I liked both of the books I've read in this series because Lauren Oliver has done an excellent job of getting into the mind of Lena. In Pandemonium Lena has matured somewhat. When this book begins she needs help to recover from what she experienced in the first book, but once she works her way through that she becomes a much stronger person. She has a relationship with a young man, Julian, who needs her help to deal with both emotional and practical problems. I liked that because in Delirium she was the one who needed to get her strength from someone else.

The book bounces back and forth between sections entitled Then which are set in the time when Lena was first in the Wilds and sections entitled Now which are set after she has regained her strength and is part of the resistance. Yet Pandemonium is consistently written in the present tense, keeping an intensity throughout the novel.

The rat-man stops. He doesn't look at us, but I see his shoulders rise and fall: an inaudible sigh. “They'd already taken her from me once,” he says quietly. “I didn't want to lose her again.”

I have the urge to lay my hand on his shoulder and say, I understand. But the words seem stupid. We can never understand. We can only try, fumbling our way through the tunneled places, reaching for light.

I had a few problems with the book that had to do with too many coincidences and situations that required suspension of disbelief, but the character of Lena is strong enough to keep the pages turning. I'm looking forward to reading the next book in the series.

Saturday, June 1, 2013

The Woman Next Door by Barbara Delinsky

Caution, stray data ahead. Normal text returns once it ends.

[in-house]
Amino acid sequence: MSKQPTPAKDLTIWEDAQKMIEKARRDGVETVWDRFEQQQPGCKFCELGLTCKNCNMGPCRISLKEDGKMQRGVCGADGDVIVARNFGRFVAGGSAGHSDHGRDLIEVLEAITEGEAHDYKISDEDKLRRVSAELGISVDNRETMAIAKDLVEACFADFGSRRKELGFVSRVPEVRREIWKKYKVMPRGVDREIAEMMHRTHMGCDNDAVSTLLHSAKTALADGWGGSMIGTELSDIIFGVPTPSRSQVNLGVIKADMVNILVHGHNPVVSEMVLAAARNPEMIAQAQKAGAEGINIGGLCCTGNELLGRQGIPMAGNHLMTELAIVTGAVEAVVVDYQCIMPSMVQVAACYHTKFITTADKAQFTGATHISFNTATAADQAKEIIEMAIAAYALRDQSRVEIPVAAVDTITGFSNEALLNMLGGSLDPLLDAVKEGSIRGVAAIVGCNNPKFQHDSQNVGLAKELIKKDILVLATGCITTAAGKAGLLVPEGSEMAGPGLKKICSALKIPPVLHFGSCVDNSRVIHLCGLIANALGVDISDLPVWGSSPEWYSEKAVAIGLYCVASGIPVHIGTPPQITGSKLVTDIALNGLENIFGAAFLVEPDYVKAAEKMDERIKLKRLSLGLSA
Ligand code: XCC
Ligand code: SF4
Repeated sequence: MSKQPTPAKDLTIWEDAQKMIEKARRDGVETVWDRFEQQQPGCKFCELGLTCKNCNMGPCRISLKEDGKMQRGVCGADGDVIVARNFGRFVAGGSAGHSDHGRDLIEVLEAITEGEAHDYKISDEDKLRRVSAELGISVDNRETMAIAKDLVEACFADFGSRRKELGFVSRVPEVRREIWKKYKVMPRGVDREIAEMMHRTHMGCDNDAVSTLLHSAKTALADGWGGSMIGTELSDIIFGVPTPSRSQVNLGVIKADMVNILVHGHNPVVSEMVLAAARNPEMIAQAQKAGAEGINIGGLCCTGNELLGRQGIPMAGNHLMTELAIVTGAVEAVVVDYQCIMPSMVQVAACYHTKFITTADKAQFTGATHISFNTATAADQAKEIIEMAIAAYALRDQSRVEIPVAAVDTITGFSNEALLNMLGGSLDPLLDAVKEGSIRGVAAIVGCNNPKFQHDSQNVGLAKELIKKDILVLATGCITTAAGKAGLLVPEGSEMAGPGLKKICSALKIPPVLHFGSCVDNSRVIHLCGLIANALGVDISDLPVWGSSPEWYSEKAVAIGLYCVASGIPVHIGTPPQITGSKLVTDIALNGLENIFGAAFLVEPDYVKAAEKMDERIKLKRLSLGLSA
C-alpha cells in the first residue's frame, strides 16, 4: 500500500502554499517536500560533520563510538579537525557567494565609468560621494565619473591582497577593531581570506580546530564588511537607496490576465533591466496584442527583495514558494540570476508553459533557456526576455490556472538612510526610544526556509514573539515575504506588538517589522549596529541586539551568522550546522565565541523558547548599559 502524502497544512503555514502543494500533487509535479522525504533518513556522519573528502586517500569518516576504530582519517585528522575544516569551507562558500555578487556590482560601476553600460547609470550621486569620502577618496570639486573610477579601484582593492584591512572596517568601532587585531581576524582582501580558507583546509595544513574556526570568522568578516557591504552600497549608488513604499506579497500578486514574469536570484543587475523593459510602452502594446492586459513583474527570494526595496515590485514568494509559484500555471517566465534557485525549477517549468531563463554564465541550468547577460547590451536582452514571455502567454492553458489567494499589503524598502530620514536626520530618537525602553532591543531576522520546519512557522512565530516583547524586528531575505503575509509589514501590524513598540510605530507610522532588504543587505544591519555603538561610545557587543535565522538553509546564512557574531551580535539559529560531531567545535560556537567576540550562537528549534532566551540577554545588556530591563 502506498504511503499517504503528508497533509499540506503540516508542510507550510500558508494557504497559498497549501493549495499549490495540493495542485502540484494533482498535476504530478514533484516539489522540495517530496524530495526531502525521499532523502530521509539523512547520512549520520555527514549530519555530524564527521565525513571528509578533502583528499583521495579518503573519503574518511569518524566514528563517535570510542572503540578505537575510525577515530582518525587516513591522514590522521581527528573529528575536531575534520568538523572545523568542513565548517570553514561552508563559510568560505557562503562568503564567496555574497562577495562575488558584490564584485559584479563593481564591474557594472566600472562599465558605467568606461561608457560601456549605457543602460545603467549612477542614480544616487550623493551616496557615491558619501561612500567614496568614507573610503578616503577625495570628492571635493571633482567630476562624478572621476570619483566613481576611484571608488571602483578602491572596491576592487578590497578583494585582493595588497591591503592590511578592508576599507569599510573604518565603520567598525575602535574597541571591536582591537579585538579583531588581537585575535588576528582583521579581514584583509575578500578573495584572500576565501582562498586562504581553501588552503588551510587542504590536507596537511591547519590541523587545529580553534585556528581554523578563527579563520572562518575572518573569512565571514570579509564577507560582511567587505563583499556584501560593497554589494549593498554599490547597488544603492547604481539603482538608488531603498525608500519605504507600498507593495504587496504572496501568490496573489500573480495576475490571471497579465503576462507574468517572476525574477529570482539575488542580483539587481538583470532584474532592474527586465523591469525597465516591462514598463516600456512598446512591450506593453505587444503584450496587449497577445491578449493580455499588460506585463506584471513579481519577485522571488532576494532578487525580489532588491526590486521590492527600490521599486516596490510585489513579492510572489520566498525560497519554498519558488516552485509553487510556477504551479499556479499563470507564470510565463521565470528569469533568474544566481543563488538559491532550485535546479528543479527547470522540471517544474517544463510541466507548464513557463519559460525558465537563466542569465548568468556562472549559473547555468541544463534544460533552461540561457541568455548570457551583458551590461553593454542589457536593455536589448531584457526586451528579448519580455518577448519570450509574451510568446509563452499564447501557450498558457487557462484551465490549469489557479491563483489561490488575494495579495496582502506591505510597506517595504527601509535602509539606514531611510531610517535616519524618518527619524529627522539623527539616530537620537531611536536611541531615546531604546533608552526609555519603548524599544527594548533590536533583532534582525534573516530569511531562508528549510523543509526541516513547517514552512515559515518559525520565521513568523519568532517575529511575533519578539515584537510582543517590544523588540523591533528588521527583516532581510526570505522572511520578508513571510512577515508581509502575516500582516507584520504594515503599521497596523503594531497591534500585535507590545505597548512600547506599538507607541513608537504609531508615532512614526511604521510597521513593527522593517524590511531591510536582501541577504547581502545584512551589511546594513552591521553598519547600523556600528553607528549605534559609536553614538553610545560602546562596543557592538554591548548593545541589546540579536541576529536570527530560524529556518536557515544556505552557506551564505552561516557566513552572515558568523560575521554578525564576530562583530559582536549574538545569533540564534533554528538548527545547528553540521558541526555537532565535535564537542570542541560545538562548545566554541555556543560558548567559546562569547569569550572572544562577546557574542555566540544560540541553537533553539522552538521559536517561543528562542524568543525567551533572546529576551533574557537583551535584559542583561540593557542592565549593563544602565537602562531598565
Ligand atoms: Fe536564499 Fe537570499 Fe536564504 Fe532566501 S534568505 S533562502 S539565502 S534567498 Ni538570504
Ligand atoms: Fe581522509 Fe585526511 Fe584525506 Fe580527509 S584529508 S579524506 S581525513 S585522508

The Woman Next DoorThe Woman Next Door by Barbara Delinsky
My rating: 4 of 5 stars

The Woman Next Door is a woman's book. I glanced through pages of reviews on Goodreads and found only one other man who had reviewed it. The book covers a number of problems in suburbia that surround a threesome of friends, Amanda, Karen, and Georgia, who try to help each other but also spend a great deal of time gossiping. The group of friends include the women's husbands and used to include another couple, Ben and June.  June died, Ben remarried a younger woman, Gretchen, and then also died. So this suburban circle has been left to deal with a young, attractive widow who doesn't make an obvious effort to reach out to them, but does call on their husbands for help around her house. The situation is complicated when the widow becomes pregnant and the women realize too much time has passed for the baby to be Ben's.

The plot of this book revolves around family issues from problems conceiving to problems dealing with teenage angst, with trust and jealousy issues along the way. Amanda is a school counselor and also the woman who is trying to have a baby. Her husband, Graham, comes from a close knit family and that family isn't very supportive of Amanda. So there are problems there as well.

The major characters are well developed, especially the women. They have their flaws, but also qualities such as strength and loyalty. I think more men should read books such as this. The issues belong to both genders, but the perspective is different. I think it's important to understand that. I plan to read other books by Barbara Delinsky.